Would “Drunk Tanks” Be Cheaper, More Effective than Jail?


Opening a sobering center — a drunk tank where the 19,000 people picked up for public intoxication in Houston every year could be taken in lieu of jail — could save money and help connect chronic alcoholics with the assistance they need, police, mental health advocates, and a City Council member tell the Houston Chronicle.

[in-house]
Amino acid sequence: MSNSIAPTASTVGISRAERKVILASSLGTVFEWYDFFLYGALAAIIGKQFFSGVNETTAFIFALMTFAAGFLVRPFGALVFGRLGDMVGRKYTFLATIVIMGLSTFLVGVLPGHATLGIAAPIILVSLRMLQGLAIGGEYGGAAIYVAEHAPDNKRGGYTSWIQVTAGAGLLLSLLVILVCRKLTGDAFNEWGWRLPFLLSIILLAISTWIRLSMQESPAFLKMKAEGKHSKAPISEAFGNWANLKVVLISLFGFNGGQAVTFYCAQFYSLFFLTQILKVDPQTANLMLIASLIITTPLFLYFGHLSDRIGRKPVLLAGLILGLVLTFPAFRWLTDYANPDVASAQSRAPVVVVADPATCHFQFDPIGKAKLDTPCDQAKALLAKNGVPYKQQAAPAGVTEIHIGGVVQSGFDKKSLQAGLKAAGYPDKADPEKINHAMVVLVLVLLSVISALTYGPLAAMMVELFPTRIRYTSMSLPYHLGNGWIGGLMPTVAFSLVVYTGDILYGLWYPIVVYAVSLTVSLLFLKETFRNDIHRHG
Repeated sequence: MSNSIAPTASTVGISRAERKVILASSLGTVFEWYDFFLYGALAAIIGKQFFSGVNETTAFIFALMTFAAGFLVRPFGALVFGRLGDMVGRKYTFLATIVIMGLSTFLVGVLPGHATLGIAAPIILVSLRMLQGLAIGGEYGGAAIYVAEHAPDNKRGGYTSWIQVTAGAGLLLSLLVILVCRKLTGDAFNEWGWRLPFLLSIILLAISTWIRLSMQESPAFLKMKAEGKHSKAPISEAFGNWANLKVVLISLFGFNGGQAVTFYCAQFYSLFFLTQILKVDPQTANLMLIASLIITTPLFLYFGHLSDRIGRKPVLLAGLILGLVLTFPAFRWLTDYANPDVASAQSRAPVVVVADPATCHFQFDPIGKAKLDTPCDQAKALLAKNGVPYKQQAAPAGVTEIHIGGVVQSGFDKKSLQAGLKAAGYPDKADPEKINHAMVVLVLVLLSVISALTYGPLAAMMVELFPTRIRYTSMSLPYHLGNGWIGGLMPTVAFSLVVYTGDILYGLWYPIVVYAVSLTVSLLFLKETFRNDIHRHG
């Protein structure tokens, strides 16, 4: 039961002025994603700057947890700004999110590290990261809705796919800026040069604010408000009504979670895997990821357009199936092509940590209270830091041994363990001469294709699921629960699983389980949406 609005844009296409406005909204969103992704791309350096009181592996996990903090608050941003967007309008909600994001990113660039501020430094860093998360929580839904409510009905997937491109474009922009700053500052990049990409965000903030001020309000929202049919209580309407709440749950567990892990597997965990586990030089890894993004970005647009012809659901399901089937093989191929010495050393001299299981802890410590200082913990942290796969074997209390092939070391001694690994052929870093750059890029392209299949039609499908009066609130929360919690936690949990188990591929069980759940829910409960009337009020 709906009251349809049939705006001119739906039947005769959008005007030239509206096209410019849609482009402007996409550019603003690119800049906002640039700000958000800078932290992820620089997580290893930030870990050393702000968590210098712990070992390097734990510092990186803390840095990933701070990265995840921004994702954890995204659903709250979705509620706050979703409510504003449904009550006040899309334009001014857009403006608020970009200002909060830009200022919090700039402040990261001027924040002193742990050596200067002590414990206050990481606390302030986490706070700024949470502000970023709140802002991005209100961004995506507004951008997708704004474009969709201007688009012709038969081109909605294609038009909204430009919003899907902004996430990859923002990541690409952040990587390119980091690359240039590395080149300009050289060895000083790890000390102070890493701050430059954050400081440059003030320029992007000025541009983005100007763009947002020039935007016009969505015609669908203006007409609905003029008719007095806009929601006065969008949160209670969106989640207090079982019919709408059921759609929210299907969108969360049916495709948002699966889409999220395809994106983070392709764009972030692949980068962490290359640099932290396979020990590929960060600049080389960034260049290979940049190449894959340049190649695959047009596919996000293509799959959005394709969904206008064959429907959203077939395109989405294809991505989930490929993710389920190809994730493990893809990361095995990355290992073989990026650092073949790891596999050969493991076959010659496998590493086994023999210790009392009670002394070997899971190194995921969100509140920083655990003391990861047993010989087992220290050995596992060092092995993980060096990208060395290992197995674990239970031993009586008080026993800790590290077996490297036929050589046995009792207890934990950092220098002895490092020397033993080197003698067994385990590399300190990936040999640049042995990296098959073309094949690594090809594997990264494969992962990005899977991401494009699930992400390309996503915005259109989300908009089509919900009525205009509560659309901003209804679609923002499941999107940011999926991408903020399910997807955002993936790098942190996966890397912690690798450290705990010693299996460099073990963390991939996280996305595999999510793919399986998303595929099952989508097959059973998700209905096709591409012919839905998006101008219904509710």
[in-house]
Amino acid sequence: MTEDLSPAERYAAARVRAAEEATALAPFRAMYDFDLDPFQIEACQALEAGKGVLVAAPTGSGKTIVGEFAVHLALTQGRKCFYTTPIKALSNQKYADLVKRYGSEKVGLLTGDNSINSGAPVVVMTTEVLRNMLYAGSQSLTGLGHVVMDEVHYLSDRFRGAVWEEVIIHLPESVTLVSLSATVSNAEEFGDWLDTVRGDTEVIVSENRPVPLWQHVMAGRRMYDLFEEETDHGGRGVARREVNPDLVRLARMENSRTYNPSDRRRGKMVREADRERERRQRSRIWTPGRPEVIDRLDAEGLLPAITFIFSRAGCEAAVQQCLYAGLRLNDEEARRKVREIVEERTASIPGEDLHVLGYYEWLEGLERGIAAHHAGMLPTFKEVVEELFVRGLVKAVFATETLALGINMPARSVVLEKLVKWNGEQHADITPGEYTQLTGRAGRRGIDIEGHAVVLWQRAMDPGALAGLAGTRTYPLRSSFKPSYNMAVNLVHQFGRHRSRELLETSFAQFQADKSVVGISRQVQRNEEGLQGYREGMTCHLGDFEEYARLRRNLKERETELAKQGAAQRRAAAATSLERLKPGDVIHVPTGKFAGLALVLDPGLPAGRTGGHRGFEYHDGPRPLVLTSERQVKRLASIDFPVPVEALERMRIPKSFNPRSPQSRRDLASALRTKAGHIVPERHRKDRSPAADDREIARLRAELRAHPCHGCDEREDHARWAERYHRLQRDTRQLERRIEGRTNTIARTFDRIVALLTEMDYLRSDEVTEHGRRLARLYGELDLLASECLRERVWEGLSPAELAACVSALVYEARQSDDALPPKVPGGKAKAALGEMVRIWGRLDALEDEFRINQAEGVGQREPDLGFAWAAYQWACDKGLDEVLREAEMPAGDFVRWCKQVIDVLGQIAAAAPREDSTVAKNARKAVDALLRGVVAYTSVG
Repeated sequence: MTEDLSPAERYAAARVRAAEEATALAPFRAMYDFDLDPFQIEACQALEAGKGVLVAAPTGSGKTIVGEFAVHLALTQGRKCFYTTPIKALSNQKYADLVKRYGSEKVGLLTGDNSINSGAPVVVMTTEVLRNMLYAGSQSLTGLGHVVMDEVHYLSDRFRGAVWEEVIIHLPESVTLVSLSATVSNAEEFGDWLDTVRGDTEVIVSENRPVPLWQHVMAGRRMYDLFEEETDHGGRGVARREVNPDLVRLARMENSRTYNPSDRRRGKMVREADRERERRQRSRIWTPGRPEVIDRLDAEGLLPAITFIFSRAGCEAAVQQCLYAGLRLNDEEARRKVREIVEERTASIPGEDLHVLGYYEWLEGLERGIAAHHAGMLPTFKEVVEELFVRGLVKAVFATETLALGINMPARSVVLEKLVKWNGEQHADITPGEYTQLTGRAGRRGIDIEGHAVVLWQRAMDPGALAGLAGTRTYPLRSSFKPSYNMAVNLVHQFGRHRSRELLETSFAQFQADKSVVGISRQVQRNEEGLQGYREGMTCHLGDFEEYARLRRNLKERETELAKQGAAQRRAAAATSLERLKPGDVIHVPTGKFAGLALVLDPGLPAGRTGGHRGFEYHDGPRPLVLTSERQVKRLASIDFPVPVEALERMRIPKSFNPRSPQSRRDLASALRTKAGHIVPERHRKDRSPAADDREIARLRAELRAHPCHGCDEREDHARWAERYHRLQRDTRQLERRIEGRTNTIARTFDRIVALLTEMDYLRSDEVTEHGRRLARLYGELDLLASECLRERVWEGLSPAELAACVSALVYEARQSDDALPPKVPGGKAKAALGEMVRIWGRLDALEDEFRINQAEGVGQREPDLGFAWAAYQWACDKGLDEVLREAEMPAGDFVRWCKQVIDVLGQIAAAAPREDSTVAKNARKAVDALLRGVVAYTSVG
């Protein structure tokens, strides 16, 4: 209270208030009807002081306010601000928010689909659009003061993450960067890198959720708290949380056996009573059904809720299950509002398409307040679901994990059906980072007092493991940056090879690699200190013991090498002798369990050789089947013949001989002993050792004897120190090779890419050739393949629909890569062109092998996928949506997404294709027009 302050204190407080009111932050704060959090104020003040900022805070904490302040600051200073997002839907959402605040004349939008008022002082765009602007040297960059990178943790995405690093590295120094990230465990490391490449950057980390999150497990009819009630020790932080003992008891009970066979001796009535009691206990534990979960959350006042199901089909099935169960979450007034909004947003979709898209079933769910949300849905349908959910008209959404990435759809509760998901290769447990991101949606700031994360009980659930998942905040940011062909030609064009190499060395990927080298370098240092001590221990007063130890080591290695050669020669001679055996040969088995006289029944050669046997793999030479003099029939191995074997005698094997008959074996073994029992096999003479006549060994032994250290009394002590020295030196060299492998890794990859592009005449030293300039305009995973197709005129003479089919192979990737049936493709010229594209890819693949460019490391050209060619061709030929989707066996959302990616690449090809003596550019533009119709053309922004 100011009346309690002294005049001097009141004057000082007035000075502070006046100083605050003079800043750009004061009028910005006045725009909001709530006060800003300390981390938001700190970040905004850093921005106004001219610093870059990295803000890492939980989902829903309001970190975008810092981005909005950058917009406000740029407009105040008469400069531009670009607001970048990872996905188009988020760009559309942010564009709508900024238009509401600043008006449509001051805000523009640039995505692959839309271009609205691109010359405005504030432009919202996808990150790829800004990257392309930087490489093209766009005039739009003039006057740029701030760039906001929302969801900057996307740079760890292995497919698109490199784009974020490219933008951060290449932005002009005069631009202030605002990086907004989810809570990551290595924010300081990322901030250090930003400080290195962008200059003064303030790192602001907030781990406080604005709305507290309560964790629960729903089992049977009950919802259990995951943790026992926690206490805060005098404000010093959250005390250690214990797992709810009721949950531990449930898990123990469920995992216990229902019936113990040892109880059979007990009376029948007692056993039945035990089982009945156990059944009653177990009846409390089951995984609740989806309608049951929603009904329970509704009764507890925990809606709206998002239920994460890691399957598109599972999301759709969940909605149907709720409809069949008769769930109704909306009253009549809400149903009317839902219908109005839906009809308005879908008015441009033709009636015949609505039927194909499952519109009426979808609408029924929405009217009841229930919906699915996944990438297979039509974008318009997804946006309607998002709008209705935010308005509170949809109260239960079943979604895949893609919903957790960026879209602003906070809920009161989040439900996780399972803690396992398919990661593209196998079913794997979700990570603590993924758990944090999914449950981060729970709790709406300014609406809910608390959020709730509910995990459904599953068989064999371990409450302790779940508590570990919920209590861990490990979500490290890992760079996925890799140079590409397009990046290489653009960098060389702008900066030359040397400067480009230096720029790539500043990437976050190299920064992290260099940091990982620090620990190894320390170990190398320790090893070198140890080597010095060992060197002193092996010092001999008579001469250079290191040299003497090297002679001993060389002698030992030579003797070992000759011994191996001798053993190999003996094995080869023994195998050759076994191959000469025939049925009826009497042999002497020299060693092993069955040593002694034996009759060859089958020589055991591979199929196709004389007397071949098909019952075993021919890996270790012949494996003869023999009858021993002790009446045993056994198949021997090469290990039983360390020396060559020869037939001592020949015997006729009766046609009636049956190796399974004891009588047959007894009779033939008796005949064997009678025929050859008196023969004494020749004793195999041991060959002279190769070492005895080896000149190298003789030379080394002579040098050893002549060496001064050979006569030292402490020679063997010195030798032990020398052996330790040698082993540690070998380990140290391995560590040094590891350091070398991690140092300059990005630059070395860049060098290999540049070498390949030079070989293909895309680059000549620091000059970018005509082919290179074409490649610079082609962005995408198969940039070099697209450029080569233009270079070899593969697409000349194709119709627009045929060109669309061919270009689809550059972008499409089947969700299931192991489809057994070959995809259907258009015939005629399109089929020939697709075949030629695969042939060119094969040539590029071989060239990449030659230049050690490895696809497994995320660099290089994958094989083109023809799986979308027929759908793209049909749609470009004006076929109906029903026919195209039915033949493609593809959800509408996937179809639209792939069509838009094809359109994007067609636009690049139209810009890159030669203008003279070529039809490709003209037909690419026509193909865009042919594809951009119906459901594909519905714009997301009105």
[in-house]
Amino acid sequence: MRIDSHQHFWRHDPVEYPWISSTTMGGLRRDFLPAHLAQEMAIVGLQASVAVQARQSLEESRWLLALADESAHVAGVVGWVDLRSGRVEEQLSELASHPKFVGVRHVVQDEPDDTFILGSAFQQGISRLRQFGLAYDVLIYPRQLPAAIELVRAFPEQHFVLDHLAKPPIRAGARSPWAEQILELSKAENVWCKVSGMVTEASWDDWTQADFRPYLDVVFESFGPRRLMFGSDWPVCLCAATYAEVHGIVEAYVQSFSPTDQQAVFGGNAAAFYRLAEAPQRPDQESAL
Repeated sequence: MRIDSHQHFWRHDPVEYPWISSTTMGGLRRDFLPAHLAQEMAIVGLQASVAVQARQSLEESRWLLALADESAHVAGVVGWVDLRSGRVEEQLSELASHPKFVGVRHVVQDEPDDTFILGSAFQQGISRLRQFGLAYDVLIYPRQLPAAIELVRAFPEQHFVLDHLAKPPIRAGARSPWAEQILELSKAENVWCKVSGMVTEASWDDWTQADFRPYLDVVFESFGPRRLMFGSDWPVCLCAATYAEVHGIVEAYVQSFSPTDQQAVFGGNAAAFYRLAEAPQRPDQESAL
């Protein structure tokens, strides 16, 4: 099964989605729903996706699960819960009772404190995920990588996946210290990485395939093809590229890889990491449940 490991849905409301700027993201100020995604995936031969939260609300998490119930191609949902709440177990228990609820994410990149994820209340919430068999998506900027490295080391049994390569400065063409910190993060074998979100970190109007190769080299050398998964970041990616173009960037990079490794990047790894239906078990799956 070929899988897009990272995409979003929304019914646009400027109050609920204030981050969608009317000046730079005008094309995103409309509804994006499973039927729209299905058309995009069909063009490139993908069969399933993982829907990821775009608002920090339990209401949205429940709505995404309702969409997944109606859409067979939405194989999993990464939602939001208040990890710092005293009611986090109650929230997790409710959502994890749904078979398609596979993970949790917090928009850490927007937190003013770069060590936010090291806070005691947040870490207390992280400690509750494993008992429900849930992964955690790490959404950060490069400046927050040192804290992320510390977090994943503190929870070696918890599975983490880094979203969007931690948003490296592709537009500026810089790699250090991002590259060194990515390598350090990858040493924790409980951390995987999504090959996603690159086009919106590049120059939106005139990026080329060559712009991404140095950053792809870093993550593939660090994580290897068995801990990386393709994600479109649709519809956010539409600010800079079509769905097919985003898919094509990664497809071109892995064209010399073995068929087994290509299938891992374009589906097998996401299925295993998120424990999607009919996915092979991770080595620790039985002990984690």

Proponents envision a center staffed by substance abuse professionals who could counsel alcoholics and connect them with housing, treatment, and other services. “It’s a more humane way of dealing with alcoholics,” said Houston police Lt. Mike Lee. The city may be able to run a sobering center for a little more than half the $5.8 million currently spent on public intoxication annually, Lee said. “It’s not going to be free and it’s not going to be cheap,” Lee said. The savings could be critical as Houston seeks to close a $130 million budget gap. Of the Houston Police Department’s 139,617 arrests last year, 19,587 were for public intoxication.

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